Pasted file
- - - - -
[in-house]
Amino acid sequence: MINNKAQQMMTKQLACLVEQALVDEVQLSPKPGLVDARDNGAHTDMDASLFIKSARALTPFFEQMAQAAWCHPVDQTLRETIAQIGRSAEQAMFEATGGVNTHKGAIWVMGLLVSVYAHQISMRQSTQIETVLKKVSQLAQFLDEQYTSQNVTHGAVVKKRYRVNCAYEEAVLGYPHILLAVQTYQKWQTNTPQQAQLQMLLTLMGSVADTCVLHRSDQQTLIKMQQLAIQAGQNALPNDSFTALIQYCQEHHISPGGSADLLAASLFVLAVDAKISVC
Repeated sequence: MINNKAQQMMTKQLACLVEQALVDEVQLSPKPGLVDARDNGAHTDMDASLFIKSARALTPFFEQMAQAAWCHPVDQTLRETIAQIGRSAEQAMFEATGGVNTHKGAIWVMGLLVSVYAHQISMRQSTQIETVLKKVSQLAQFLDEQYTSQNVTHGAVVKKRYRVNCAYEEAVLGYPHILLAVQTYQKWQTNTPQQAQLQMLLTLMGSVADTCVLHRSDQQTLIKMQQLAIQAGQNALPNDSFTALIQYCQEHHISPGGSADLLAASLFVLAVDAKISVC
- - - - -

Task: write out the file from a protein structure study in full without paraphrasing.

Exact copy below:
[in-house]
Amino acid sequence: MINNKAQQMMTKQLACLVEQALVDEVQLSPKPGLVDARDNGAHTDMDASLFIKSARALTPFFEQMAQAAWCHPVDQTLRETIAQIGRSAEQAMFEATGGVNTHKGAIWVMGLLVSVYAHQISMRQSTQIETVLKKVSQLAQFLDEQYTSQNVTHGAVVKKRYRVNCAYEEAVLGYPHILLAVQTYQKWQTNTPQQAQLQMLLTLMGSVADTCVLHRSDQQTLIKMQQLAIQAGQNALPNDSFTALIQYCQEHHISPGGSADLLAASLFVLAVDAKISVC
Repeated sequence: MINNKAQQMMTKQLACLVEQALVDEVQLSPKPGLVDARDNGAHTDMDASLFIKSARALTPFFEQMAQAAWCHPVDQTLRETIAQIGRSAEQAMFEATGGVNTHKGAIWVMGLLVSVYAHQISMRQSTQIETVLKKVSQLAQFLDEQYTSQNVTHGAVVKKRYRVNCAYEEAVLGYPHILLAVQTYQKWQTNTPQQAQLQMLLTLMGSVADTCVLHRSDQQTLIKMQQLAIQAGQNALPNDSFTALIQYCQEHHISPGGSADLLAASLFVLAVDAKISVC